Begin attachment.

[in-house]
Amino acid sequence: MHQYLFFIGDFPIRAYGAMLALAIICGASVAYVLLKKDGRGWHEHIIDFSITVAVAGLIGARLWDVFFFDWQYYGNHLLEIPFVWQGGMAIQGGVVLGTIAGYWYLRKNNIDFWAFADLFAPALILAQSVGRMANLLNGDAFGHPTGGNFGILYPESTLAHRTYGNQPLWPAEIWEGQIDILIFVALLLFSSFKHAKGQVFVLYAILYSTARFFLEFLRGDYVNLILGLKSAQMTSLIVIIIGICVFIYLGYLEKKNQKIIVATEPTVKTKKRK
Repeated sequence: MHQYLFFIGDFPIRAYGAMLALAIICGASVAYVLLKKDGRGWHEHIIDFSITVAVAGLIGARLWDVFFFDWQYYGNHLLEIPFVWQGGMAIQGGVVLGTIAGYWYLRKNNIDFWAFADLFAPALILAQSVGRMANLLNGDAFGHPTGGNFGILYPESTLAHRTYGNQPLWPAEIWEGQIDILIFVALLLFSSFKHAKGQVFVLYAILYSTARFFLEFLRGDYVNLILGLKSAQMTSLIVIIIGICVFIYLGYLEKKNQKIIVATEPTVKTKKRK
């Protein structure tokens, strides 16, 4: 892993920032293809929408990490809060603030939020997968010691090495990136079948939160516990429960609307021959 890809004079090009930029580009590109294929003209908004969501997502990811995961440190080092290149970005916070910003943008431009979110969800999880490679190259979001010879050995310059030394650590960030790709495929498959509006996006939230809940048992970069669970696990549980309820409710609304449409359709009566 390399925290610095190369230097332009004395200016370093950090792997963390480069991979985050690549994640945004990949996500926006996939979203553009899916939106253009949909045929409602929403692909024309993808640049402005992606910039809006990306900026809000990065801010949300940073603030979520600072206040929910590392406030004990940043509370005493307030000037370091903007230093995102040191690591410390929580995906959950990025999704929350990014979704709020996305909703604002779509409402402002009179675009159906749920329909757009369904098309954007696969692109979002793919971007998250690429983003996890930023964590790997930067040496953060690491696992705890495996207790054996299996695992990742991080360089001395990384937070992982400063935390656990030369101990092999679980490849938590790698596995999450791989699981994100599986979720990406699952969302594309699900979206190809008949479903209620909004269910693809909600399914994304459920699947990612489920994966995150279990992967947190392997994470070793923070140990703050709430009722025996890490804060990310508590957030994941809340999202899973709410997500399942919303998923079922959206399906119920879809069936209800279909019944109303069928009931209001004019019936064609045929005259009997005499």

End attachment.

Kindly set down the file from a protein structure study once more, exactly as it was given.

[in-house]
Amino acid sequence: MHQYLFFIGDFPIRAYGAMLALAIICGASVAYVLLKKDGRGWHEHIIDFSITVAVAGLIGARLWDVFFFDWQYYGNHLLEIPFVWQGGMAIQGGVVLGTIAGYWYLRKNNIDFWAFADLFAPALILAQSVGRMANLLNGDAFGHPTGGNFGILYPESTLAHRTYGNQPLWPAEIWEGQIDILIFVALLLFSSFKHAKGQVFVLYAILYSTARFFLEFLRGDYVNLILGLKSAQMTSLIVIIIGICVFIYLGYLEKKNQKIIVATEPTVKTKKRK
Repeated sequence: MHQYLFFIGDFPIRAYGAMLALAIICGASVAYVLLKKDGRGWHEHIIDFSITVAVAGLIGARLWDVFFFDWQYYGNHLLEIPFVWQGGMAIQGGVVLGTIAGYWYLRKNNIDFWAFADLFAPALILAQSVGRMANLLNGDAFGHPTGGNFGILYPESTLAHRTYGNQPLWPAEIWEGQIDILIFVALLLFSSFKHAKGQVFVLYAILYSTARFFLEFLRGDYVNLILGLKSAQMTSLIVIIIGICVFIYLGYLEKKNQKIIVATEPTVKTKKRK
């Protein structure tokens, strides 16, 4: 892993920032293809929408990490809060603030939020997968010691090495990136079948939160516990429960609307021959 890809004079090009930029580009590109294929003209908004969501997502990811995961440190080092290149970005916070910003943008431009979110969800999880490679190259979001010879050995310059030394650590960030790709495929498959509006996006939230809940048992970069669970696990549980309820409710609304449409359709009566 390399925290610095190369230097332009004395200016370093950090792997963390480069991979985050690549994640945004990949996500926006996939979203553009899916939106253009949909045929409602929403692909024309993808640049402005992606910039809006990306900026809000990065801010949300940073603030979520600072206040929910590392406030004990940043509370005493307030000037370091903007230093995102040191690591410390929580995906959950990025999704929350990014979704709020996305909703604002779509409402402002009179675009159906749920329909757009369904098309954007696969692109979002793919971007998250690429983003996890930023964590790997930067040496953060690491696992705890495996207790054996299996695992990742991080360089001395990384937070992982400063935390656990030369101990092999679980490849938590790698596995999450791989699981994100599986979720990406699952969302594309699900979206190809008949479903209620909004269910693809909600399914994304459920699947990612489920994966995150279990992967947190392997994470070793923070140990703050709430009722025996890490804060990310508590957030994941809340999202899973709410997500399942919303998923079922959206399906119920879809069936209800279909019944109303069928009931209001004019019936064609045929005259009997005499």